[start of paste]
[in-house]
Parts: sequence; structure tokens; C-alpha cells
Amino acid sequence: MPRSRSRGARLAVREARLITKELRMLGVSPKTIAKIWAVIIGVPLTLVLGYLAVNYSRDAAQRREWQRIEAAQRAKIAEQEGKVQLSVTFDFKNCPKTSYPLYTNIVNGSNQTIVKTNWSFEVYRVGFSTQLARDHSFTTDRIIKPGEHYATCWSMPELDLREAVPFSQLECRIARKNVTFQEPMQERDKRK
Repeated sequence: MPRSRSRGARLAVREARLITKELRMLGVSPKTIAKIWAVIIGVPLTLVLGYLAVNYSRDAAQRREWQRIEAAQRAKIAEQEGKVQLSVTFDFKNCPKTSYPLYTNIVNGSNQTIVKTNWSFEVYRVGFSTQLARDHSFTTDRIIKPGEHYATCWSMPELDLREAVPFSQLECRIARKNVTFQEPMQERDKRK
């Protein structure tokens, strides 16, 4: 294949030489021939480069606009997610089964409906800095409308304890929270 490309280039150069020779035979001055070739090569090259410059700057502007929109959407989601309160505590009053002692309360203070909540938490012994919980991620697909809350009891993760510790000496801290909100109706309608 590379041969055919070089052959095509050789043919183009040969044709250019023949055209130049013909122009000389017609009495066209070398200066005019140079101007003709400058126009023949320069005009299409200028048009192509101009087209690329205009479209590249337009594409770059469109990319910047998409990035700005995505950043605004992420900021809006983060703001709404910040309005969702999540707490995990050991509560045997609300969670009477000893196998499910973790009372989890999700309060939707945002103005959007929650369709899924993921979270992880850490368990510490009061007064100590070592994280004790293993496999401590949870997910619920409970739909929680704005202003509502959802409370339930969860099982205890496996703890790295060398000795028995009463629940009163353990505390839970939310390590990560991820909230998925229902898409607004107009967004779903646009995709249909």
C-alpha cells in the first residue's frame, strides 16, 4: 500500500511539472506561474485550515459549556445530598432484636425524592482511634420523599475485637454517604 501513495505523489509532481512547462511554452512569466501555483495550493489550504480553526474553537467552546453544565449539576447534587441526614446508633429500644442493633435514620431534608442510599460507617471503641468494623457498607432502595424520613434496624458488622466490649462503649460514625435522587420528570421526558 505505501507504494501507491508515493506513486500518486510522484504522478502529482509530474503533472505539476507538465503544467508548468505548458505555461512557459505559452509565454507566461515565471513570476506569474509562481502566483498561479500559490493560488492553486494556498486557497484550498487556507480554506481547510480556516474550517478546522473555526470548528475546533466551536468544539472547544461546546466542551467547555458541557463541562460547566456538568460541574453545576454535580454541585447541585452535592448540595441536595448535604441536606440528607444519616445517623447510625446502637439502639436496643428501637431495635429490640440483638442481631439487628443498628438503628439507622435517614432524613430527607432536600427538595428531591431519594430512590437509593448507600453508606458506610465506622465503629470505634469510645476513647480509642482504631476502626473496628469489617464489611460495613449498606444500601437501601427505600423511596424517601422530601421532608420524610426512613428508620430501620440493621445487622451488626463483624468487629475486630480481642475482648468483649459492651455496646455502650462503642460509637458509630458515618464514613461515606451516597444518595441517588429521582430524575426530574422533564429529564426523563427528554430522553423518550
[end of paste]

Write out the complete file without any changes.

[in-house]
Parts: sequence; structure tokens; C-alpha cells
Amino acid sequence: MPRSRSRGARLAVREARLITKELRMLGVSPKTIAKIWAVIIGVPLTLVLGYLAVNYSRDAAQRREWQRIEAAQRAKIAEQEGKVQLSVTFDFKNCPKTSYPLYTNIVNGSNQTIVKTNWSFEVYRVGFSTQLARDHSFTTDRIIKPGEHYATCWSMPELDLREAVPFSQLECRIARKNVTFQEPMQERDKRK
Repeated sequence: MPRSRSRGARLAVREARLITKELRMLGVSPKTIAKIWAVIIGVPLTLVLGYLAVNYSRDAAQRREWQRIEAAQRAKIAEQEGKVQLSVTFDFKNCPKTSYPLYTNIVNGSNQTIVKTNWSFEVYRVGFSTQLARDHSFTTDRIIKPGEHYATCWSMPELDLREAVPFSQLECRIARKNVTFQEPMQERDKRK
């Protein structure tokens, strides 16, 4: 294949030489021939480069606009997610089964409906800095409308304890929270 490309280039150069020779035979001055070739090569090259410059700057502007929109959407989601309160505590009053002692309360203070909540938490012994919980991620697909809350009891993760510790000496801290909100109706309608 590379041969055919070089052959095509050789043919183009040969044709250019023949055209130049013909122009000389017609009495066209070398200066005019140079101007003709400058126009023949320069005009299409200028048009192509101009087209690329205009479209590249337009594409770059469109990319910047998409990035700005995505950043605004992420900021809006983060703001709404910040309005969702999540707490995990050991509560045997609300969670009477000893196998499910973790009372989890999700309060939707945002103005959007929650369709899924993921979270992880850490368990510490009061007064100590070592994280004790293993496999401590949870997910619920409970739909929680704005202003509502959802409370339930969860099982205890496996703890790295060398000795028995009463629940009163353990505390839970939310390590990560991820909230998925229902898409607004107009967004779903646009995709249909």
C-alpha cells in the first residue's frame, strides 16, 4: 500500500511539472506561474485550515459549556445530598432484636425524592482511634420523599475485637454517604 501513495505523489509532481512547462511554452512569466501555483495550493489550504480553526474553537467552546453544565449539576447534587441526614446508633429500644442493633435514620431534608442510599460507617471503641468494623457498607432502595424520613434496624458488622466490649462503649460514625435522587420528570421526558 505505501507504494501507491508515493506513486500518486510522484504522478502529482509530474503533472505539476507538465503544467508548468505548458505555461512557459505559452509565454507566461515565471513570476506569474509562481502566483498561479500559490493560488492553486494556498486557497484550498487556507480554506481547510480556516474550517478546522473555526470548528475546533466551536468544539472547544461546546466542551467547555458541557463541562460547566456538568460541574453545576454535580454541585447541585452535592448540595441536595448535604441536606440528607444519616445517623447510625446502637439502639436496643428501637431495635429490640440483638442481631439487628443498628438503628439507622435517614432524613430527607432536600427538595428531591431519594430512590437509593448507600453508606458506610465506622465503629470505634469510645476513647480509642482504631476502626473496628469489617464489611460495613449498606444500601437501601427505600423511596424517601422530601421532608420524610426512613428508620430501620440493621445487622451488626463483624468487629475486630480481642475482648468483649459492651455496646455502650462503642460509637458509630458515618464514613461515606451516597444518595441517588429521582430524575426530574422533564429529564426523563427528554430522553423518550